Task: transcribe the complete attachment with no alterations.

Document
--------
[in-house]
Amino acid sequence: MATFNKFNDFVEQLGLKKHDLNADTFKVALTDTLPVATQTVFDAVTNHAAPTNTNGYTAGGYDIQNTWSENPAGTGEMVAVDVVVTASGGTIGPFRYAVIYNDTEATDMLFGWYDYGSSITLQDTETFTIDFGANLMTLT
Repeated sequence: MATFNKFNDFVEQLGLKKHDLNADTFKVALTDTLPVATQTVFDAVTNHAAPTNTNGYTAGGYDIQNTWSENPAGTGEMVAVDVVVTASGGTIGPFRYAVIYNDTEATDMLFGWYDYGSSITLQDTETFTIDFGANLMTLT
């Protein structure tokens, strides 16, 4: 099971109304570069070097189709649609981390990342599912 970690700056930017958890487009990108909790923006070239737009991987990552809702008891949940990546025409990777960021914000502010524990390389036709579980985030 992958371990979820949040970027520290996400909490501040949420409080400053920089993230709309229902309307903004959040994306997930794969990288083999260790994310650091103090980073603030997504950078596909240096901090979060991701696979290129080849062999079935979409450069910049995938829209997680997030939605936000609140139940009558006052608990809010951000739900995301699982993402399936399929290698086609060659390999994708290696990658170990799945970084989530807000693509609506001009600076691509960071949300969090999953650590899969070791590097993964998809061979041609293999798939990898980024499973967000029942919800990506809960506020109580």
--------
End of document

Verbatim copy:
[in-house]
Amino acid sequence: MATFNKFNDFVEQLGLKKHDLNADTFKVALTDTLPVATQTVFDAVTNHAAPTNTNGYTAGGYDIQNTWSENPAGTGEMVAVDVVVTASGGTIGPFRYAVIYNDTEATDMLFGWYDYGSSITLQDTETFTIDFGANLMTLT
Repeated sequence: MATFNKFNDFVEQLGLKKHDLNADTFKVALTDTLPVATQTVFDAVTNHAAPTNTNGYTAGGYDIQNTWSENPAGTGEMVAVDVVVTASGGTIGPFRYAVIYNDTEATDMLFGWYDYGSSITLQDTETFTIDFGANLMTLT
């Protein structure tokens, strides 16, 4: 099971109304570069070097189709649609981390990342599912 970690700056930017958890487009990108909790923006070239737009991987990552809702008891949940990546025409990777960021914000502010524990390389036709579980985030 992958371990979820949040970027520290996400909490501040949420409080400053920089993230709309229902309307903004959040994306997930794969990288083999260790994310650091103090980073603030997504950078596909240096901090979060991701696979290129080849062999079935979409450069910049995938829209997680997030939605936000609140139940009558006052608990809010951000739900995301699982993402399936399929290698086609060659390999994708290696990658170990799945970084989530807000693509609506001009600076691509960071949300969090999953650590899969070791590097993964998809061979041609293999798939990898980024499973967000029942919800990506809960506020109580």